Friday, 30 December 2011

Probably one of the greatest pieces this month

Here is the link.

And here's the full piece.

Twenty-one years after being overthrown by her party's pro-euro faction, Margaret Thatcher still continues to exert an enormous gravitational pull on British political life. With The Iron Lady film soon to be released, there has already been much speculation about whether she should be given a state funeral (in fact, and sadly for Labour, Thatcher's death is more interesting than Ed Miliband's entire life).

As Charles Moore recently wrote, what other modern British prime minister, aside from Churchill, would be worthy of a biopic? (Blair has been portrayed on several occasions, but always as a slightly comedic salesman or trendy vicar.)

So it's entirely fitting that, as official papers now reveal, Mrs Thatcher was so modest that she insisted on paying £19 for an ironing board. As this paper reports:

Files released by the National Archives under the 30-year rule include a note about the cost of refurbishing the Prime Minister’s official residence, in which Baroness Thatcher pointed out that she and her husband, Denis, used only one bedroom and already had their own crockery.

She wrote: “I will pay for the ironing boards and other things, like sufficient linen for the one bedroom we use. The rest can go back into stock. MT”

As a rule the great leaders are not made great by having the most lavish balls, the swankiest private jets or the grandest titles. Looking back, it was obvious that the New Labour project would end in dismal failure when its leaders began lavishing a fortune on new wallpaper, sofas, and grace and favour mansions. And David Cameron – the £680,000 of taxpayer's money he spent refurbishing Downing Street does not bode well.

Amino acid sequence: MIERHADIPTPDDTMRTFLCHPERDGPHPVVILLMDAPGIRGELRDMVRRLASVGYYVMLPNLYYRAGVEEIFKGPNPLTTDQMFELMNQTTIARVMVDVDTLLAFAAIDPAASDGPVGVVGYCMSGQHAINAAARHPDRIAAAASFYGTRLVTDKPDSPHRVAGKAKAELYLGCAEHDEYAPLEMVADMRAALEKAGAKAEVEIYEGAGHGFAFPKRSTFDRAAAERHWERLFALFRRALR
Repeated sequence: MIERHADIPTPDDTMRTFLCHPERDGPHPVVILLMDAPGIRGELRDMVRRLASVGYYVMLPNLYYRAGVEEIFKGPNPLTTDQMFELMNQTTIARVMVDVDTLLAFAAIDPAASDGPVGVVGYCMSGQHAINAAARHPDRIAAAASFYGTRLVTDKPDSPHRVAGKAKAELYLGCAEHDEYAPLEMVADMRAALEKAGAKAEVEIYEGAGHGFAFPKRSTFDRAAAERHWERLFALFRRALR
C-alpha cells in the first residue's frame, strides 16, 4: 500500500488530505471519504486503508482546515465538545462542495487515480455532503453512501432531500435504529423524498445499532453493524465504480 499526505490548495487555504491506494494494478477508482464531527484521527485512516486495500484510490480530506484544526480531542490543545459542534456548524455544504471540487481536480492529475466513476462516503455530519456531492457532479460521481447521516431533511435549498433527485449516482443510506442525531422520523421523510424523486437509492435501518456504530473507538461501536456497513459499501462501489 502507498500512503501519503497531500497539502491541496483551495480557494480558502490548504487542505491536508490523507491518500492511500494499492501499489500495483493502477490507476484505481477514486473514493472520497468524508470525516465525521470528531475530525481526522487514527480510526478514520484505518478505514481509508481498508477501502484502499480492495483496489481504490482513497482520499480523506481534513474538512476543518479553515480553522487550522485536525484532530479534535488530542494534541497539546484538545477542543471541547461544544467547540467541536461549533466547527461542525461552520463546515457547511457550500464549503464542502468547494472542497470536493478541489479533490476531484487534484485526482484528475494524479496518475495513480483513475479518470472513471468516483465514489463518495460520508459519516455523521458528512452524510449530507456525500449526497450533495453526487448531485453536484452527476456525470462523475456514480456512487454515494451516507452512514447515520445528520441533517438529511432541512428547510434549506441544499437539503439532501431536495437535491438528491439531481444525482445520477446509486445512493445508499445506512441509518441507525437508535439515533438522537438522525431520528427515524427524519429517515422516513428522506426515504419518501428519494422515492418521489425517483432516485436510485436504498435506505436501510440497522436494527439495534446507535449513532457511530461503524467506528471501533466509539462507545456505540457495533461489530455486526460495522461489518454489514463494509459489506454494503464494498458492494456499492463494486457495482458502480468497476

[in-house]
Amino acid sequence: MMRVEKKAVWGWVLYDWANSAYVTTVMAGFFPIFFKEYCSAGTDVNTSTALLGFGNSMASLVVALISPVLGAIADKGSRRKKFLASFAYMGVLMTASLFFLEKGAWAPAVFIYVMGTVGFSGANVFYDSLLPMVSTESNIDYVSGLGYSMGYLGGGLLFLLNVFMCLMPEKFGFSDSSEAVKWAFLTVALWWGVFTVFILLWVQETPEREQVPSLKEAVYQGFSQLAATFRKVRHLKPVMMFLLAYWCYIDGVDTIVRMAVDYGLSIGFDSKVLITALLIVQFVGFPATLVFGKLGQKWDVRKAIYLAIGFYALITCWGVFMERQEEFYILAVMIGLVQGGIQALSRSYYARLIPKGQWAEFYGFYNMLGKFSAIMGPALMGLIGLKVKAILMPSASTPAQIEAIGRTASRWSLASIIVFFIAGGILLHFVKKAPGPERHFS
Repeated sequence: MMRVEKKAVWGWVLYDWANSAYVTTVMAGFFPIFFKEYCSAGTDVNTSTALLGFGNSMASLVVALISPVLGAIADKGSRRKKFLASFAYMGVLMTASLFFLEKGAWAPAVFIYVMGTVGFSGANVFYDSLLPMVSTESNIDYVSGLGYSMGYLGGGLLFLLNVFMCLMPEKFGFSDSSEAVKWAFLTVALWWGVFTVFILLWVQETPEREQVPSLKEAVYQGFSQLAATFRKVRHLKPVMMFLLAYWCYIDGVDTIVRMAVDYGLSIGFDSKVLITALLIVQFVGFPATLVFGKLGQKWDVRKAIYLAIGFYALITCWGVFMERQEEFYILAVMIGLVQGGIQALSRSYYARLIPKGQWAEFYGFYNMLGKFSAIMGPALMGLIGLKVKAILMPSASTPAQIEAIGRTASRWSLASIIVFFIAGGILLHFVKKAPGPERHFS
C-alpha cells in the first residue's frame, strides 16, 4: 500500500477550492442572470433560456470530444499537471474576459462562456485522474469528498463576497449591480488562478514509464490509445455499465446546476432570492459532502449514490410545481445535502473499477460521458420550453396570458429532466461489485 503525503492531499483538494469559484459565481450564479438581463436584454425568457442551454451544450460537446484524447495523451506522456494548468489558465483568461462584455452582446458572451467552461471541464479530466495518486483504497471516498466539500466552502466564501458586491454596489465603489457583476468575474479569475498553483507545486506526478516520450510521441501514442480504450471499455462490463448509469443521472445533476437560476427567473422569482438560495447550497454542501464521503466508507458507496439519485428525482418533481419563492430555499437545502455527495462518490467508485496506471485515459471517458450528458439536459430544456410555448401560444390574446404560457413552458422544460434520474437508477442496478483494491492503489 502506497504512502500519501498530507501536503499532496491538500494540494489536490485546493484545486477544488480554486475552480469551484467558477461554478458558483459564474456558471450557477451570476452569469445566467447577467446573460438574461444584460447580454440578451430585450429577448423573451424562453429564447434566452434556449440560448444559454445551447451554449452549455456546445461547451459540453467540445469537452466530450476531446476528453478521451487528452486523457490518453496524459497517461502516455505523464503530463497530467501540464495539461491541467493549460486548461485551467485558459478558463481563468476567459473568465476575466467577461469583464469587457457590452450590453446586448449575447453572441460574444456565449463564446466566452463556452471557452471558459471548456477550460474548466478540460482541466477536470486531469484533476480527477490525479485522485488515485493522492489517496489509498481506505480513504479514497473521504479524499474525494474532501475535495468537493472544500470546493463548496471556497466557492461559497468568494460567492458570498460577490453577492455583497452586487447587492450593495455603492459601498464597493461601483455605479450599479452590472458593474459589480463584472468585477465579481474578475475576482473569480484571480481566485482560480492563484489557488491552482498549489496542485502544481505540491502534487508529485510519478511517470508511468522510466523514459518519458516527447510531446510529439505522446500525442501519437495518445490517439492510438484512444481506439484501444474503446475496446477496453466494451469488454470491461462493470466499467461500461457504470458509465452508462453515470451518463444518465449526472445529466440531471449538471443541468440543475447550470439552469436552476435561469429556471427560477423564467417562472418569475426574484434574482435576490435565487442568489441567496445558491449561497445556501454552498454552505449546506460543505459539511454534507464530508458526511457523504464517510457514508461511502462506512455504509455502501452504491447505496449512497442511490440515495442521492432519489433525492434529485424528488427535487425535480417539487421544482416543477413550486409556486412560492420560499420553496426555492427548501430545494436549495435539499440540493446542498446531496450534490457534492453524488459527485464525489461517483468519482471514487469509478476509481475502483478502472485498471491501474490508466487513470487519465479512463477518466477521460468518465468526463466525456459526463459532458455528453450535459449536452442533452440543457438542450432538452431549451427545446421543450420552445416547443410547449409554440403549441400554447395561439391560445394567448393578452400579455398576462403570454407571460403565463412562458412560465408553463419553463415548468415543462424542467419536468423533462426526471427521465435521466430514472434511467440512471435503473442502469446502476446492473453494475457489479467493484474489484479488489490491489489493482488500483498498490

Of course we can't entirely blame Cameron, just as we can't entirely blame MPs for making the taxpayers fund their lifestyles. Thatcher grew up in an era of hardship and penny-pinching, but she also lived in an age of high social solidarity and restraint. Politicians rarely cheated because they were more likely to see the taxpayers as people like them; there were also a greater sense of national solidarity, and though religion was in decline, the general climate was still strongly influenced by Biblical prohibitions. When did all this change? Depending on political allegiances, once can either blame the 1960s or the 1980s, although personally I think things started to change in the 1990s, when conspicuous consumption became the norm, bling came into fashion, and the typical song format changed from "I love you" to "I love me".

It is not that people are more selfish – there is still plenty of altruism about, as the case of the woman who gave a kidney to a lady she met at a dinner party illustrates – but rather there are no social restraints or taboos or pressures forcing not-very-altruistic people to behave themselves. Like when Thatcher came to power, we're entering a period of austerity, when hundreds of thousands are losing their jobs and belts are being tightened across the land. Yet we also have among the richest Cabinets in history, with a prime minister worth somewhere in the low eight figures.

In Ireland the shock of financial meltdown has been met, by many accounts, with surprising levels of social solidarity; people have agreed to defer loans to people who might lose their homes; civil servants have handed over money from their pensions to help pay off the national debt. It's not quite Bedford Falls, the setting for Frank Capra's It's A Wonderful Life; that film continues to bring tears to tipsy eyes every Christmas because it shows how much social solidarity can help a community overcome financial hardship, but it's heading in the right direction. In contrast, Britain now displays one of the major symptoms of low social capital – when the rich do not feel obliged to help out those less fortunate to them. In the past decade less than £10,000 has been gifted to the exchequer by British citizens; why aren't any of our mega-rich Cabinet donating money? David Cameron's catchphrase "we're all in it together" was so pathetic (in the old sense of the world) because it was so plainly untrue.

Maybe I'm doing the man down, and secret papers will reveal in 30 years' time that he spent all his weekend caring for Aids orphans and puppies: but Cameron, unlike Thatcher, seems a fitting leader for our age.

1 comment:

livescore said...

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